Comparative Constitutional Law
Besides the general theoretical aspects of comparative constitutional law there is a strong interest within the Law Department in the recent decay of liberal democratic constitutionalism all over the world. Special focus is given to recent deviations from the shared values of constitutionalism towards a kind of ‘populist, illiberal constitutionalism’ in East-Central Europe. The theoretical question that these backslidings raise is whether populism and illiberalism are reconcilable with constitutionalism at all, and what is the relationship, if any, between ‘populist constitutionalism’ and the concept of political constitutionalism.
As most of these backsliding countries are also members of the European Union, a value community based on liberal democratic constitutionalism, a related research topic is, how the EU can and should cope with these member states. Research in this area has focussed and is still focusing upon usual mechanisms enforcing rule of law, such as infringement procedures or Article 7 of TEU. Recently the possibility and desirability of economic sanctions also has become a fashionable theme.
Another, partly related research area is national constitutional identity, particularly within the European Union, where several national constitutional courts have openly challenged the primacy of EU law and the authority of the Court of Justice of the EU in their judgments. The attitude of these courts varies from constructive dialogue to more explicit defiance. At times, national constitutional courts have invoked Article 4(2) TEU and their national constitutional identity to justify the violation of the common values as set out in Article 2 TEU. The research aims to analyse the difficult relationship between these two core provisions of European constitutional law, and also deal with the more theoretical question of constitutional pluralism within the EU.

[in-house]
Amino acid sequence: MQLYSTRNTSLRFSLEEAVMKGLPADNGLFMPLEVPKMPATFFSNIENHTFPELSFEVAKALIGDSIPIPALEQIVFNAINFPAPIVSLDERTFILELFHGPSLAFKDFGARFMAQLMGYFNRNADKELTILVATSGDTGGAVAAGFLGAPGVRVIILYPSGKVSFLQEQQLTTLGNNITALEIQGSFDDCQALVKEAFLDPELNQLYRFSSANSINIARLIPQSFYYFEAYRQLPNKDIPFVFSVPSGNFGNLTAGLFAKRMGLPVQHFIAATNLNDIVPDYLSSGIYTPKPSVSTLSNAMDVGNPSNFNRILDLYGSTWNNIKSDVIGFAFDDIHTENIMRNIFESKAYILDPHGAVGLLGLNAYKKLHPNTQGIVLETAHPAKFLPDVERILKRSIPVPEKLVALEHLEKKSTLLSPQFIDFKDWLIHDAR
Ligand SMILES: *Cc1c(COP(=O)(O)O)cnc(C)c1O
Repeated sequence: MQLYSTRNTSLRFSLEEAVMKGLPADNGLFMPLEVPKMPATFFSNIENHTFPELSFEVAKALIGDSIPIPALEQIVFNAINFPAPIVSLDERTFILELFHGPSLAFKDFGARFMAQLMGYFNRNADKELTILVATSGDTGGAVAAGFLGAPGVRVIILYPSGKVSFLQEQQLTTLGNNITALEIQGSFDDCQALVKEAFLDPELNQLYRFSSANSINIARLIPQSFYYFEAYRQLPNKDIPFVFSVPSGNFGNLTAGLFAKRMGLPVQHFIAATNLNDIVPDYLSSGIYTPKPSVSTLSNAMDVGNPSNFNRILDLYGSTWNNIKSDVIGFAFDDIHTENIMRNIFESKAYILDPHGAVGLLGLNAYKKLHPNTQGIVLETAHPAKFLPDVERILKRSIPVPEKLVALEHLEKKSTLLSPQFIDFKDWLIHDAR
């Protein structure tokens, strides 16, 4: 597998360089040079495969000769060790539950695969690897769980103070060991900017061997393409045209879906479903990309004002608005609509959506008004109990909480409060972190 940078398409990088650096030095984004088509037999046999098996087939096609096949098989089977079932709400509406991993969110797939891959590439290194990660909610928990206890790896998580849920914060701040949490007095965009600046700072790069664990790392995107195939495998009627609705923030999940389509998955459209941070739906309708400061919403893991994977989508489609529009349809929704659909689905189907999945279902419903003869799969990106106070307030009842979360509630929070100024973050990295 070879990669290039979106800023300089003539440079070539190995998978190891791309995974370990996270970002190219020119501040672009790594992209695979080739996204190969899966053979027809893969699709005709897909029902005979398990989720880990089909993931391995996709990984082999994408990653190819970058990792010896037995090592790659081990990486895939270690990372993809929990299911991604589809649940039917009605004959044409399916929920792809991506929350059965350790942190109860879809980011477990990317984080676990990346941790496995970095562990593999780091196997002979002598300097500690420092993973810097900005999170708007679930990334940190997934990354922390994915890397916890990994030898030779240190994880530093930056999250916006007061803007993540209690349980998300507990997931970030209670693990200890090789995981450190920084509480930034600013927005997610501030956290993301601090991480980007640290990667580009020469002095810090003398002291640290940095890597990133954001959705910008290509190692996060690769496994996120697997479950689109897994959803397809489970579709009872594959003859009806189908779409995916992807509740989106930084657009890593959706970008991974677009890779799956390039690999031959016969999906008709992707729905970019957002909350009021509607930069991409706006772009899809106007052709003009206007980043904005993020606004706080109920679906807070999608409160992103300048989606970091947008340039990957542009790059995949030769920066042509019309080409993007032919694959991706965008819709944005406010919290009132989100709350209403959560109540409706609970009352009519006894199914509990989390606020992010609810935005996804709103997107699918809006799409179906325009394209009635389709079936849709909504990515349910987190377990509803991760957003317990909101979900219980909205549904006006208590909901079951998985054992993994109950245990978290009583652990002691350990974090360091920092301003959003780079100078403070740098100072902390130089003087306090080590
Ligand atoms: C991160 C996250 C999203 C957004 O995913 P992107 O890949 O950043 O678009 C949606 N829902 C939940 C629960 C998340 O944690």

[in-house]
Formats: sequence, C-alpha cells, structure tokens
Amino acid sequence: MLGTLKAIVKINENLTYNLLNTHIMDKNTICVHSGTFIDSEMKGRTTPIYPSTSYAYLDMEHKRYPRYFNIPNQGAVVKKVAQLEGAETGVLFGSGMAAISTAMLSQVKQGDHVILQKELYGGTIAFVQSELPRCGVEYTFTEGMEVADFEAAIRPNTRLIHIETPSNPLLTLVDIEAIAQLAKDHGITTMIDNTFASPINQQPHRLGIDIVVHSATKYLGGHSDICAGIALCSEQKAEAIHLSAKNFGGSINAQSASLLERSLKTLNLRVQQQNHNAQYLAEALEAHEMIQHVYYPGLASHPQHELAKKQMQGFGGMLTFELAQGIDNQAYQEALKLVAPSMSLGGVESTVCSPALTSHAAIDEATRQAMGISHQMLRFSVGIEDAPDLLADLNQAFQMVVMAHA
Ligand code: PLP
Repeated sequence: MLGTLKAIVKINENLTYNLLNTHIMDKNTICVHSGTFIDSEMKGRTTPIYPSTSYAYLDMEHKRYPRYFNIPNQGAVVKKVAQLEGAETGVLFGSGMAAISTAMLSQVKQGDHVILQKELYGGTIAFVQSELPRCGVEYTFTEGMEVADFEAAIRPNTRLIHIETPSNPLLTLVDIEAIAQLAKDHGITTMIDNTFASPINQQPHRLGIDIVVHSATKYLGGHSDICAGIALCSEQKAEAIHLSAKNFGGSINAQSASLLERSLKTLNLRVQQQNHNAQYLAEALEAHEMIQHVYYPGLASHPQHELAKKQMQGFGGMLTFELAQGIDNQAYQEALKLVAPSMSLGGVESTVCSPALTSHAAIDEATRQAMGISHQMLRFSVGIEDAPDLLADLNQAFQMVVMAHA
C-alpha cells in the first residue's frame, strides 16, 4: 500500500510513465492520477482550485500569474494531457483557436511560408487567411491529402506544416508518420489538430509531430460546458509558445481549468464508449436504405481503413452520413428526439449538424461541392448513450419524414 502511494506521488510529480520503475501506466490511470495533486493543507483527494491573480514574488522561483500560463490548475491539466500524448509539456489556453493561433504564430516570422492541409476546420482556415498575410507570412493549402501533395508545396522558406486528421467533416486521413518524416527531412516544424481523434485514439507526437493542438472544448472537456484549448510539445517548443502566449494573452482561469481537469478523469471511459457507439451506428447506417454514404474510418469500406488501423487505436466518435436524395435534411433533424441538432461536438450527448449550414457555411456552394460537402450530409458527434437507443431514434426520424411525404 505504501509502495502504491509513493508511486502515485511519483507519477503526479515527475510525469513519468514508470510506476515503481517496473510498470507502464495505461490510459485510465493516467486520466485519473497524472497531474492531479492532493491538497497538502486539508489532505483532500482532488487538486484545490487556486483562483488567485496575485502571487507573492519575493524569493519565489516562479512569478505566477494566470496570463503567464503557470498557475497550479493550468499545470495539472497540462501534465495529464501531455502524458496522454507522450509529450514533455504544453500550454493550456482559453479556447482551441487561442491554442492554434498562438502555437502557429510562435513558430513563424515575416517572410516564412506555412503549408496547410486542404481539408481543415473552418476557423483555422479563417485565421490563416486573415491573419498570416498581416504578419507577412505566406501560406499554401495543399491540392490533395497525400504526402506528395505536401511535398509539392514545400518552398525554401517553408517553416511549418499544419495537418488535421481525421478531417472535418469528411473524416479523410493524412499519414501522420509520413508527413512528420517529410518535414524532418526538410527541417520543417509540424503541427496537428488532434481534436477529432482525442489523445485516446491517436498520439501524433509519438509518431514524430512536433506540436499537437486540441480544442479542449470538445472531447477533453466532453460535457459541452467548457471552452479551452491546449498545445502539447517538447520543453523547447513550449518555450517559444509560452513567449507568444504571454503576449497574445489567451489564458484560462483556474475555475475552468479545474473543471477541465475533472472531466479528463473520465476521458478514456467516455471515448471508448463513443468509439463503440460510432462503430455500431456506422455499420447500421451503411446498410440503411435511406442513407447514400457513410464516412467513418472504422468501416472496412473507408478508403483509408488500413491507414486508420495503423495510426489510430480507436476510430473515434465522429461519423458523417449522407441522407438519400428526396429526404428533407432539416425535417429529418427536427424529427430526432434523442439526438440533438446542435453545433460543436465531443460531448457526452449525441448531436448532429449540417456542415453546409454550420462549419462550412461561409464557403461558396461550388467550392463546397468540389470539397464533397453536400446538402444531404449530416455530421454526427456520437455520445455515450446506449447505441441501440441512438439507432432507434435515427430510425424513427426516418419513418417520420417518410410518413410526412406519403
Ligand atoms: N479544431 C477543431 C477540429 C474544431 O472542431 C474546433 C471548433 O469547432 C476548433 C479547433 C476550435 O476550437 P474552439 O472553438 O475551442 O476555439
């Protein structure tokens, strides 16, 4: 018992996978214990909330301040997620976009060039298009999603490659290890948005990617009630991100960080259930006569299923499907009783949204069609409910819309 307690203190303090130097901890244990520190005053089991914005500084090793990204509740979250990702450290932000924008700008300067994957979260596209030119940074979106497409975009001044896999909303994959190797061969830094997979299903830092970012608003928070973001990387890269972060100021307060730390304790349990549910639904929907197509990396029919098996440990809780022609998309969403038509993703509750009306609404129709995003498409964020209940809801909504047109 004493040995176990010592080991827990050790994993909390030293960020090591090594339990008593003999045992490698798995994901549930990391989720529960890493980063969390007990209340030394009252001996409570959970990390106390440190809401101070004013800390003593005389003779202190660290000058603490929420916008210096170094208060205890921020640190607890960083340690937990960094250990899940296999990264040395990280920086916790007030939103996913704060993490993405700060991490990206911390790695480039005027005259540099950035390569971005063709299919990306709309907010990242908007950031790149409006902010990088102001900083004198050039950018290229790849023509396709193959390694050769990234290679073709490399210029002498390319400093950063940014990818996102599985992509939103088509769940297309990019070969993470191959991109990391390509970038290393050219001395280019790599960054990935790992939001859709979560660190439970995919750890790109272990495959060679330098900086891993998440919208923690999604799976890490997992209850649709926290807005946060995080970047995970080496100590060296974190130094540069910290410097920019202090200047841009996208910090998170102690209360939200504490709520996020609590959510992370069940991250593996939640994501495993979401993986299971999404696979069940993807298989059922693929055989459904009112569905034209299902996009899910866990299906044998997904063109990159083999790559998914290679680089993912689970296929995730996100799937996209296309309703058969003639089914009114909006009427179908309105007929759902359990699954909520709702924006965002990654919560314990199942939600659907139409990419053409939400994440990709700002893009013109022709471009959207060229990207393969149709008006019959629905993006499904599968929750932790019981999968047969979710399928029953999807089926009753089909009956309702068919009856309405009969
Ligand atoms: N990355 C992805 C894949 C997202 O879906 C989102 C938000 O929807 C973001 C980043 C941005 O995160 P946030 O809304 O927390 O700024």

There are EUI researchers currently working on the themes of illiberal constitutionalism and constitution-making as well as on national and transnational constitutional identity. In September, 2016 a group of researchers has established a very active Working Group on Constitutionalism and Politics, which organized 22 events in the first year of its existence.
For a more detailed indication of the supervisory interests of Professor Halmai, please click on his website: